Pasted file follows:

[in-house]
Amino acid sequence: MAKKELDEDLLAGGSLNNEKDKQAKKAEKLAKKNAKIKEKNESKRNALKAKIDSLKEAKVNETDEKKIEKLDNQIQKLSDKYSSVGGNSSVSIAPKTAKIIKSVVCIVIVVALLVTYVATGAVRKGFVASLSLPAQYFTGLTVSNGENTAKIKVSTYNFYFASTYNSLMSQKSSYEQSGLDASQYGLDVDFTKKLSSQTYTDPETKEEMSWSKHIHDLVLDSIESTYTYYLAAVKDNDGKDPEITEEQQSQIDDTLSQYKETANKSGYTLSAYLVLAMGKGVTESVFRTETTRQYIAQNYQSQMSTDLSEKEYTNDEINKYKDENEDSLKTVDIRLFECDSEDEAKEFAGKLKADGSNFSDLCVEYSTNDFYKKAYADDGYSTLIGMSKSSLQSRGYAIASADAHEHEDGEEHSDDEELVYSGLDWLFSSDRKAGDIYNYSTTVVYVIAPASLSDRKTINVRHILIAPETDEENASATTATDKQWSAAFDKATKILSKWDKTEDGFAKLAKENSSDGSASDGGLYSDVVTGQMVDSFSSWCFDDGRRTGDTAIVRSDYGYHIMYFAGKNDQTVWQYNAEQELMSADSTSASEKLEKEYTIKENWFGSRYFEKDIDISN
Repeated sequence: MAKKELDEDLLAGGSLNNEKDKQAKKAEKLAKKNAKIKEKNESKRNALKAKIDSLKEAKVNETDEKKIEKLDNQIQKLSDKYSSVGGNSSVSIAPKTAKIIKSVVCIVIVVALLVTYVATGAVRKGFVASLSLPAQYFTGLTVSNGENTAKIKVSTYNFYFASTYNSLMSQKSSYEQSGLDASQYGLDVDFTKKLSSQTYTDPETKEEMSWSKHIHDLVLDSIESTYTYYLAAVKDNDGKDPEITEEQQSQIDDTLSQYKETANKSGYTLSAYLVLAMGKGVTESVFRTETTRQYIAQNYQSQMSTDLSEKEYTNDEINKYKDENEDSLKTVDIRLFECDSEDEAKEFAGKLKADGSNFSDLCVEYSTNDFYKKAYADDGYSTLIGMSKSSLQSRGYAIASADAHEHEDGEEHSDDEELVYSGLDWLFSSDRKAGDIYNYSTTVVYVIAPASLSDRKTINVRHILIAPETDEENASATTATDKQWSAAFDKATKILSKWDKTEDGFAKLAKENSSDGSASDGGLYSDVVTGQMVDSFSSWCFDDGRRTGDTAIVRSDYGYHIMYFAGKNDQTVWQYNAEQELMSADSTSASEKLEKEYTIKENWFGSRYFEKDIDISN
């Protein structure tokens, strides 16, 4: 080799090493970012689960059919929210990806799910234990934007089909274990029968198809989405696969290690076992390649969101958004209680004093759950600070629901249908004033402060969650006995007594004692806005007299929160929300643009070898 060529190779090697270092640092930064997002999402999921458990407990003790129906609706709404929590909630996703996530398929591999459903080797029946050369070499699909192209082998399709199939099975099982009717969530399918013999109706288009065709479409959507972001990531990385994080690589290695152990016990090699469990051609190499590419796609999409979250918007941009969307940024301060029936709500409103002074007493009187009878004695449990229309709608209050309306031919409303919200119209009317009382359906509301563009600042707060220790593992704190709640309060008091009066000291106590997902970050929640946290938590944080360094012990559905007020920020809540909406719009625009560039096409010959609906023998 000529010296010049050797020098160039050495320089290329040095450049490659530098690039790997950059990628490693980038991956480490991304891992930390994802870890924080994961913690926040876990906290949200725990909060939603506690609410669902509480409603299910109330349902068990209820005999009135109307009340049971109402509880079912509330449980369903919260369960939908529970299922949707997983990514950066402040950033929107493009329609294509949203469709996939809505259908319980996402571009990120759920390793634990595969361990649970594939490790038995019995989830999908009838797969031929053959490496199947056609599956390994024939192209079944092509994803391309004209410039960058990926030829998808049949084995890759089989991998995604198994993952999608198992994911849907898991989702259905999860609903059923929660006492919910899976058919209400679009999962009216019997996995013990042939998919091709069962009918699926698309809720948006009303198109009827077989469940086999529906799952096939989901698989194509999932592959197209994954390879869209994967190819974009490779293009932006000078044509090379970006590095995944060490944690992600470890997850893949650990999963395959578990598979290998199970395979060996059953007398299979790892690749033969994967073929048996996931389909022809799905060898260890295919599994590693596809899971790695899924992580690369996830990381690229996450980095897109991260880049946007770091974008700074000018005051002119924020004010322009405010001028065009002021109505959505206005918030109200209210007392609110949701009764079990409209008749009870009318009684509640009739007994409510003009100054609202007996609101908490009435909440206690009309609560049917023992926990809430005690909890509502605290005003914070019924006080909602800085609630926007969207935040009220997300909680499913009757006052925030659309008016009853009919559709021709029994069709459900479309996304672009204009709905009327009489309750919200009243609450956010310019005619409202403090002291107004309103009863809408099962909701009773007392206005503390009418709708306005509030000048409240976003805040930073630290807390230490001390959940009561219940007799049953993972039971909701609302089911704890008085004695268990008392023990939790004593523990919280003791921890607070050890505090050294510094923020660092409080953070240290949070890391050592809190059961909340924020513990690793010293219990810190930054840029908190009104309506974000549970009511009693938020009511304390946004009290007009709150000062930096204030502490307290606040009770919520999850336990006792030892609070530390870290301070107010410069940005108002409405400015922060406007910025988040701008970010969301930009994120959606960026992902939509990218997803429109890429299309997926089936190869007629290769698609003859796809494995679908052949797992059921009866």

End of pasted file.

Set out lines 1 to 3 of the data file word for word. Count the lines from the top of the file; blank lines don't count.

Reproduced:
[in-house]
Amino acid sequence: MAKKELDEDLLAGGSLNNEKDKQAKKAEKLAKKNAKIKEKNESKRNALKAKIDSLKEAKVNETDEKKIEKLDNQIQKLSDKYSSVGGNSSVSIAPKTAKIIKSVVCIVIVVALLVTYVATGAVRKGFVASLSLPAQYFTGLTVSNGENTAKIKVSTYNFYFASTYNSLMSQKSSYEQSGLDASQYGLDVDFTKKLSSQTYTDPETKEEMSWSKHIHDLVLDSIESTYTYYLAAVKDNDGKDPEITEEQQSQIDDTLSQYKETANKSGYTLSAYLVLAMGKGVTESVFRTETTRQYIAQNYQSQMSTDLSEKEYTNDEINKYKDENEDSLKTVDIRLFECDSEDEAKEFAGKLKADGSNFSDLCVEYSTNDFYKKAYADDGYSTLIGMSKSSLQSRGYAIASADAHEHEDGEEHSDDEELVYSGLDWLFSSDRKAGDIYNYSTTVVYVIAPASLSDRKTINVRHILIAPETDEENASATTATDKQWSAAFDKATKILSKWDKTEDGFAKLAKENSSDGSASDGGLYSDVVTGQMVDSFSSWCFDDGRRTGDTAIVRSDYGYHIMYFAGKNDQTVWQYNAEQELMSADSTSASEKLEKEYTIKENWFGSRYFEKDIDISN
Repeated sequence: MAKKELDEDLLAGGSLNNEKDKQAKKAEKLAKKNAKIKEKNESKRNALKAKIDSLKEAKVNETDEKKIEKLDNQIQKLSDKYSSVGGNSSVSIAPKTAKIIKSVVCIVIVVALLVTYVATGAVRKGFVASLSLPAQYFTGLTVSNGENTAKIKVSTYNFYFASTYNSLMSQKSSYEQSGLDASQYGLDVDFTKKLSSQTYTDPETKEEMSWSKHIHDLVLDSIESTYTYYLAAVKDNDGKDPEITEEQQSQIDDTLSQYKETANKSGYTLSAYLVLAMGKGVTESVFRTETTRQYIAQNYQSQMSTDLSEKEYTNDEINKYKDENEDSLKTVDIRLFECDSEDEAKEFAGKLKADGSNFSDLCVEYSTNDFYKKAYADDGYSTLIGMSKSSLQSRGYAIASADAHEHEDGEEHSDDEELVYSGLDWLFSSDRKAGDIYNYSTTVVYVIAPASLSDRKTINVRHILIAPETDEENASATTATDKQWSAAFDKATKILSKWDKTEDGFAKLAKENSSDGSASDGGLYSDVVTGQMVDSFSSWCFDDGRRTGDTAIVRSDYGYHIMYFAGKNDQTVWQYNAEQELMSADSTSASEKLEKEYTIKENWFGSRYFEKDIDISN